Third, strategizing and formulating the state narrative. This objective might be the most important to take into consideration. The reputation of KCNA and its tone for news interpretation to voice North Korea’s foreign policy is peculiar and mostly propagandistic. In contrast (even some propaganda experts might argue), Russia’s TASS new agency is more reputable. The Soviet times propaganda unveiled that people have little trust in the state narrative that had been voiced by a state news agency. TASS, however, has acknowledged the Soviet experience and reframed its news coverage in a more balanced and transparent way.
Imagine that KCNA cares about its international reputation and might tend to reframe its image as more reliable at the same time continuing to be the mouthpiece of North Korea’s leadership. If this is the case, then cooperating with TASS might be taken as a small step to learn from Russia’s experience to create a more positive image of a news agency.
One might argue that Russia cannot teach the freedom of the press to anyone, yet inviting Western liberal mainstream media representatives to North Korea for close cooperation is unthinkable and unimaginable at the moment. Gradual changes might be the only harmless option for North Korea.
Going deeper, Russia’s contemporary stance and self-positioning on the international stage includes promoting the idea of national sovereignty. For example, Russia insists that regardless of political regime, any currently existing statehood must not be destroyed but only changed through reforms. Moscow is certain that through gradual evolutionary change and state reform, it would be possible to create new models of progressive development and competitiveness intrinsic to the modern world (i.e. human rights and the freedom of the press). This scheme is well applied to North Korea.
When talking about national sovereignty — that by default must be preserved — North Korea’s sovereignty cannot be removed from the international discourse. The notion of national sovereignty that cannot be compromised, is the cornerstone in inter-state relations and peaceful coexistence. Thinking logically, North Korea might adapt the principle of promoting a certain state narrative and news interpretation close to Russia’s concept of national sovereignty.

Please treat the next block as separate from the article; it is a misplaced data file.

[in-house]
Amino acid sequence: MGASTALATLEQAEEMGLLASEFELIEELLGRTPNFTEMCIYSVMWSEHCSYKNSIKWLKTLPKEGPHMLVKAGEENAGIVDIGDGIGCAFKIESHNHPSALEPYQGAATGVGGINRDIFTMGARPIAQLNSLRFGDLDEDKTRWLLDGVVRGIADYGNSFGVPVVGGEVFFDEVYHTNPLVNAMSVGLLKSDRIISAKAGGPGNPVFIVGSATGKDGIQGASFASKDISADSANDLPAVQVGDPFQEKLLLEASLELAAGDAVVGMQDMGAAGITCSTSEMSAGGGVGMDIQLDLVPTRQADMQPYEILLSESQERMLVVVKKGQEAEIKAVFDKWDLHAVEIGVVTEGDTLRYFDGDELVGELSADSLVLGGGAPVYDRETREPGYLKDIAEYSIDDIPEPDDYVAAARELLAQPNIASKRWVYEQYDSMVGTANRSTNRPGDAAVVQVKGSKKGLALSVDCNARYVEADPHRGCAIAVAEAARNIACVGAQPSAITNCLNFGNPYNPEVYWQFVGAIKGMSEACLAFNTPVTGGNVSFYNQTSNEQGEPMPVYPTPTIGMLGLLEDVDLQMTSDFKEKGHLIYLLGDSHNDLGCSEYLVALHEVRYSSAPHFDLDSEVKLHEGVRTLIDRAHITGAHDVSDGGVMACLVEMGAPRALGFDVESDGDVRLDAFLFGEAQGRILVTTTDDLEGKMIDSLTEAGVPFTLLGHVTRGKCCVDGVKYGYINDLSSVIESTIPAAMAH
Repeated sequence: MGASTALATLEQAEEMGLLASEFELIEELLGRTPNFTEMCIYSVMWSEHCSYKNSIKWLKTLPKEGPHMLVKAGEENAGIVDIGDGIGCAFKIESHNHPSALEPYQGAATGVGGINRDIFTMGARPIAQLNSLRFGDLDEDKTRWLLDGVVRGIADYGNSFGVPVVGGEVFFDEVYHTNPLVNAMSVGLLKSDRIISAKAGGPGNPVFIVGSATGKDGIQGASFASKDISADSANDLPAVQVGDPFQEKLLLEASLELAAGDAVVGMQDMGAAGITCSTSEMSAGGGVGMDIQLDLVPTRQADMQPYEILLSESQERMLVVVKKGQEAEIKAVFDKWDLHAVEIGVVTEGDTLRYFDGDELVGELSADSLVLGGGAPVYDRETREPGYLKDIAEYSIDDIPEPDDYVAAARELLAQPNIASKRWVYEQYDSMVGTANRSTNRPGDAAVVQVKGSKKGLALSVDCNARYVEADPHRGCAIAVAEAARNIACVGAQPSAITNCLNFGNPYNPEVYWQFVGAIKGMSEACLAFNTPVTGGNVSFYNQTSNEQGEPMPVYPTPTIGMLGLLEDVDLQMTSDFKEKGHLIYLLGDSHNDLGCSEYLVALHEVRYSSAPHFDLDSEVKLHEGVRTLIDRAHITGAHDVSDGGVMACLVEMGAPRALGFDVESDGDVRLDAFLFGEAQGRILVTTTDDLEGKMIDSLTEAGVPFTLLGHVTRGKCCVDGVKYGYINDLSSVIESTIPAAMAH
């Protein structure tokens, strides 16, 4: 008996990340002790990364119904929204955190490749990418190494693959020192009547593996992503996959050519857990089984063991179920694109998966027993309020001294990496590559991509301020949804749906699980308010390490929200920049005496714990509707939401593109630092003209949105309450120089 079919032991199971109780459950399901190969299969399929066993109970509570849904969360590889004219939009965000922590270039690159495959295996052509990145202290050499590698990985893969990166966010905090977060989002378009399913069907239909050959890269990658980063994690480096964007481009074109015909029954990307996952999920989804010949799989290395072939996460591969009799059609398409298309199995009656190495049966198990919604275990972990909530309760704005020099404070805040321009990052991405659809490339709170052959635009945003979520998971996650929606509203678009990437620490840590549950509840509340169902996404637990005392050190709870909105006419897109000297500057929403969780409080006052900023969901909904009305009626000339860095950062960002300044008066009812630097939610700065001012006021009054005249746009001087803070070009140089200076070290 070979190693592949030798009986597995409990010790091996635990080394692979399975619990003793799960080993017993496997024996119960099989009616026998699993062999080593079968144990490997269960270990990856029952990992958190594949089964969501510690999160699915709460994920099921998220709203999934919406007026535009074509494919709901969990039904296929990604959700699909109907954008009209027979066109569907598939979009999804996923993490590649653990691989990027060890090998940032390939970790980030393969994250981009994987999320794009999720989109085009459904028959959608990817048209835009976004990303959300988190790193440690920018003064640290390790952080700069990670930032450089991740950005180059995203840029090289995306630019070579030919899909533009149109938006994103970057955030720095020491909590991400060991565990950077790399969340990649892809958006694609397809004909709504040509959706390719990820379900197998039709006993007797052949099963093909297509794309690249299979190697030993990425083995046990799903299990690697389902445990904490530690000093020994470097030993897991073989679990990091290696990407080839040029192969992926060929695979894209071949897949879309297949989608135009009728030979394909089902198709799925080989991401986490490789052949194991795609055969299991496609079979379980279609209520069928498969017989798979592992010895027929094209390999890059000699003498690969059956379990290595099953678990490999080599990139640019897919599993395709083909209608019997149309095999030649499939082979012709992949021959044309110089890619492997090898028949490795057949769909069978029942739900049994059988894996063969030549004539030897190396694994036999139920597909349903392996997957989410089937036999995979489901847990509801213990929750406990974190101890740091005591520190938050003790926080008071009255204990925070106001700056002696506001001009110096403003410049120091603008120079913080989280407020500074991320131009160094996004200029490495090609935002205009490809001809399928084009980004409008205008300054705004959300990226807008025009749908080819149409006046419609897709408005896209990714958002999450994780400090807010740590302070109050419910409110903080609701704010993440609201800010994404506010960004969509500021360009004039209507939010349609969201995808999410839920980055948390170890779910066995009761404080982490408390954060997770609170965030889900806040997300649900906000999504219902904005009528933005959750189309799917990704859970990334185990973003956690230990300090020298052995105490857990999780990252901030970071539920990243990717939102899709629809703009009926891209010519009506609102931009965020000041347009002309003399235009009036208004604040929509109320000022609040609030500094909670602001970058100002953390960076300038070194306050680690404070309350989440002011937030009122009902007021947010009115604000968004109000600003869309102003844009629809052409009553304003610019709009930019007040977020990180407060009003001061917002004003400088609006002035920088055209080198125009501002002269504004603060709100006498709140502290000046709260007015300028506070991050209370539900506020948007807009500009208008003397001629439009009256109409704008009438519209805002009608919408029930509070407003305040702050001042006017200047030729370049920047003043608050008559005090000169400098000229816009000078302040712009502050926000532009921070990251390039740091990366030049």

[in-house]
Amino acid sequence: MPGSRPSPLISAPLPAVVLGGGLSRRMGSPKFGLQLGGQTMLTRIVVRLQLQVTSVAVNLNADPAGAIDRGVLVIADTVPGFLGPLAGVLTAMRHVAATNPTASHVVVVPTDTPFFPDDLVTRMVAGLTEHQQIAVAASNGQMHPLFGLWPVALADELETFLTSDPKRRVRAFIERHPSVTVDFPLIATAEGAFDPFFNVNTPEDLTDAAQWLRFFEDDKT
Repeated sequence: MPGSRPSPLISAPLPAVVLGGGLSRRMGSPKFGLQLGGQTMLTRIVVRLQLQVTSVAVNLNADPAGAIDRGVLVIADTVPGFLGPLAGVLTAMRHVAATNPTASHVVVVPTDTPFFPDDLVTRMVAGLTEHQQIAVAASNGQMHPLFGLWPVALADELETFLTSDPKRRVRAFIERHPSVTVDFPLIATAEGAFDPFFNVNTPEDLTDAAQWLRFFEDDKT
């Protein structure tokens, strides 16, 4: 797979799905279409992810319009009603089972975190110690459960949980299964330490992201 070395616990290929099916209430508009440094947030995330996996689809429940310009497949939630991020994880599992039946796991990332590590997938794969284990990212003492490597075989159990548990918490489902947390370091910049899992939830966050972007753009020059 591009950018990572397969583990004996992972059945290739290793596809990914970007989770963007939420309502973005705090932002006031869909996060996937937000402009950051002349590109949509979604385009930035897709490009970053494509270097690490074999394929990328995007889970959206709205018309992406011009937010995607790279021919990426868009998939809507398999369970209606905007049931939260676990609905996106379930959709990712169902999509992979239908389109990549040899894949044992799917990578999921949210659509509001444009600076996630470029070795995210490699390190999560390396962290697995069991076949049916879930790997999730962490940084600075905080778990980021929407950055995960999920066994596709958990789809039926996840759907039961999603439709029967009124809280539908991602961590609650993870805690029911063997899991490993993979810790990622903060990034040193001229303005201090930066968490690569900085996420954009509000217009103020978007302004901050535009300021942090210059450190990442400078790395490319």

In sum, through the collaboration of news agencies, North Korea and Russia are more likely pursue their pragmatic goals. When promoting its foreign policy objectives and deepening bilateral relations with North Korea, Russia makes a contribution to preserving the peace on the Korean peninsula and securing its Far East. North Korea’s pragmatic goal is to enlist the support of its closest neighbor from the North and, perhaps, stabilizing ideological battles with the implicit support of Russia. The long term outcome of the collaboration is yet to be fully evaluated, but a positive dynamic in bilateral relations should not be overlooked by whether Western or Asian powers who have stepped in the Northeast Asian region.
Dr. Olga Krasnyak is an Assistant Professor at the Department of Theory and History of International Relations at RUDN University in Moscow. Her research interests lie within diplomatic studies with a focus on science diplomacy and its implementation into a state’s foreign policy agenda. Dr. Krasnyak is the author of National Styles in Science, Diplomacy, and Science Diplomacy (Leiden, Boston: Brill 2018). She often provides media commentary on diplomacy, foreign policy, and international relations. She tweets @OlgaKrasnyak
Photo from Uri Tour’s photostream on flickr Creative Commons.